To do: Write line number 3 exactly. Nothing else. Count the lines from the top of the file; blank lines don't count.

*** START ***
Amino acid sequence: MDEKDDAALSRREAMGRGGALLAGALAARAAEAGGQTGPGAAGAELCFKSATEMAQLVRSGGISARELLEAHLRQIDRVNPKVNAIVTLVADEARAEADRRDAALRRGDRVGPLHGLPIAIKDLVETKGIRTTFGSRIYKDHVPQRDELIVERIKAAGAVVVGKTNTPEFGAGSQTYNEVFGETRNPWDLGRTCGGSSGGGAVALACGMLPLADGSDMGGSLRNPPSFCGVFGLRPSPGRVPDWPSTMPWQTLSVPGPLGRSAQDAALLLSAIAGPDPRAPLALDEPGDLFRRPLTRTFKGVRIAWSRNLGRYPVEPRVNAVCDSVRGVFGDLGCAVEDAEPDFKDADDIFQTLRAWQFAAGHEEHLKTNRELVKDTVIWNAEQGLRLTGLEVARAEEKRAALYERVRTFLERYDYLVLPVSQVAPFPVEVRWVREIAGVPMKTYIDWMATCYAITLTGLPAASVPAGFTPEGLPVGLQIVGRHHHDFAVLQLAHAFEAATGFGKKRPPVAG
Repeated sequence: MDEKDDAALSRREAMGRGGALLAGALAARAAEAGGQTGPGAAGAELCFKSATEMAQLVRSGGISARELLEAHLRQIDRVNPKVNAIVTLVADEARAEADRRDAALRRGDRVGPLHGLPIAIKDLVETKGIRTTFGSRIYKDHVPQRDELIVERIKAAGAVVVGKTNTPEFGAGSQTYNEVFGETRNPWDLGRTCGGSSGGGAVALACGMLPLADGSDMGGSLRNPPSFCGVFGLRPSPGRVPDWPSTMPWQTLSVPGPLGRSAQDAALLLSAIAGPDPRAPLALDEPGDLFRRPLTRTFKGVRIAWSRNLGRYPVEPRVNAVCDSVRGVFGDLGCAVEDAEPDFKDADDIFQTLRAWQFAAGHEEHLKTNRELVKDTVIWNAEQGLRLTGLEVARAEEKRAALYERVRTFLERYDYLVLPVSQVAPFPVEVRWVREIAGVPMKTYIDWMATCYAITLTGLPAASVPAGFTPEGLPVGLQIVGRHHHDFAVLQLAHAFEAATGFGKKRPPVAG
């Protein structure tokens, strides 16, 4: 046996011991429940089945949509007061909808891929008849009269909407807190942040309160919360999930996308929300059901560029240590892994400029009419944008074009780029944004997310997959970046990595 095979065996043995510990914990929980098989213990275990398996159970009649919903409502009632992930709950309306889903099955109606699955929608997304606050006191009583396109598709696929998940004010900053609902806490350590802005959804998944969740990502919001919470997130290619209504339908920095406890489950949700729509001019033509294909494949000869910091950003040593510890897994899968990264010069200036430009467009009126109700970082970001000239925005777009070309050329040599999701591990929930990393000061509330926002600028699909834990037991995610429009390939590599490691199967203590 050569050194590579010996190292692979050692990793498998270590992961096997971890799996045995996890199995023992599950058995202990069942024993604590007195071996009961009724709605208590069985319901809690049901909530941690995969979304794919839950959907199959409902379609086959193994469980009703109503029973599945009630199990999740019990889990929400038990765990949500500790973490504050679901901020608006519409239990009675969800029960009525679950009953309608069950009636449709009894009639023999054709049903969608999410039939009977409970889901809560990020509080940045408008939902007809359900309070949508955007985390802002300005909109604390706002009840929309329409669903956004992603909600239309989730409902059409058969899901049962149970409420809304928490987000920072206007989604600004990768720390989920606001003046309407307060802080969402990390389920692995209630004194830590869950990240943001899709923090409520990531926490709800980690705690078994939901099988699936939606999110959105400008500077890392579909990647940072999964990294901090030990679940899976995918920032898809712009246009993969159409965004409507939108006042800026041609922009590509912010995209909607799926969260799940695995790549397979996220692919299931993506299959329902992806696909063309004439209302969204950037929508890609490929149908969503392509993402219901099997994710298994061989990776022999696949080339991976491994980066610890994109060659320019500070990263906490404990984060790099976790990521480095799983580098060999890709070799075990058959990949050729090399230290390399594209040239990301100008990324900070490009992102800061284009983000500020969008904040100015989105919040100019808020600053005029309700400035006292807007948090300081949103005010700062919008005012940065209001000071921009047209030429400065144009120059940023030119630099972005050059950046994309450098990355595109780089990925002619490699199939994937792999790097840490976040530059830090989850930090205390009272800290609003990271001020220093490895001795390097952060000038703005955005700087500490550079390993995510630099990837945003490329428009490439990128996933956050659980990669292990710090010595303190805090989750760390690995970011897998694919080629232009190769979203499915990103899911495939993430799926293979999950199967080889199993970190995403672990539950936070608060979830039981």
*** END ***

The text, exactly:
């Protein structure tokens, strides 16, 4: 046996011991429940089945949509007061909808891929008849009269909407807190942040309160919360999930996308929300059901560029240590892994400029009419944008074009780029944004997310997959970046990595 095979065996043995510990914990929980098989213990275990398996159970009649919903409502009632992930709950309306889903099955109606699955929608997304606050006191009583396109598709696929998940004010900053609902806490350590802005959804998944969740990502919001919470997130290619209504339908920095406890489950949700729509001019033509294909494949000869910091950003040593510890897994899968990264010069200036430009467009009126109700970082970001000239925005777009070309050329040599999701591990929930990393000061509330926002600028699909834990037991995610429009390939590599490691199967203590 050569050194590579010996190292692979050692990793498998270590992961096997971890799996045995996890199995023992599950058995202990069942024993604590007195071996009961009724709605208590069985319901809690049901909530941690995969979304794919839950959907199959409902379609086959193994469980009703109503029973599945009630199990999740019990889990929400038990765990949500500790973490504050679901901020608006519409239990009675969800029960009525679950009953309608069950009636449709009894009639023999054709049903969608999410039939009977409970889901809560990020509080940045408008939902007809359900309070949508955007985390802002300005909109604390706002009840929309329409669903956004992603909600239309989730409902059409058969899901049962149970409420809304928490987000920072206007989604600004990768720390989920606001003046309407307060802080969402990390389920692995209630004194830590869950990240943001899709923090409520990531926490709800980690705690078994939901099988699936939606999110959105400008500077890392579909990647940072999964990294901090030990679940899976995918920032898809712009246009993969159409965004409507939108006042800026041609922009590509912010995209909607799926969260799940695995790549397979996220692919299931993506299959329902992806696909063309004439209302969204950037929508890609490929149908969503392509993402219901099997994710298994061989990776022999696949080339991976491994980066610890994109060659320019500070990263906490404990984060790099976790990521480095799983580098060999890709070799075990058959990949050729090399230290390399594209040239990301100008990324900070490009992102800061284009983000500020969008904040100015989105919040100019808020600053005029309700400035006292807007948090300081949103005010700062919008005012940065209001000071921009047209030429400065144009120059940023030119630099972005050059950046994309450098990355595109780089990925002619490699199939994937792999790097840490976040530059830090989850930090205390009272800290609003990271001020220093490895001795390097952060000038703005955005700087500490550079390993995510630099990837945003490329428009490439990128996933956050659980990669292990710090010595303190805090989750760390690995970011897998694919080629232009190769979203499915990103899911495939993430799926293979999950199967080889199993970190995403672990539950936070608060979830039981």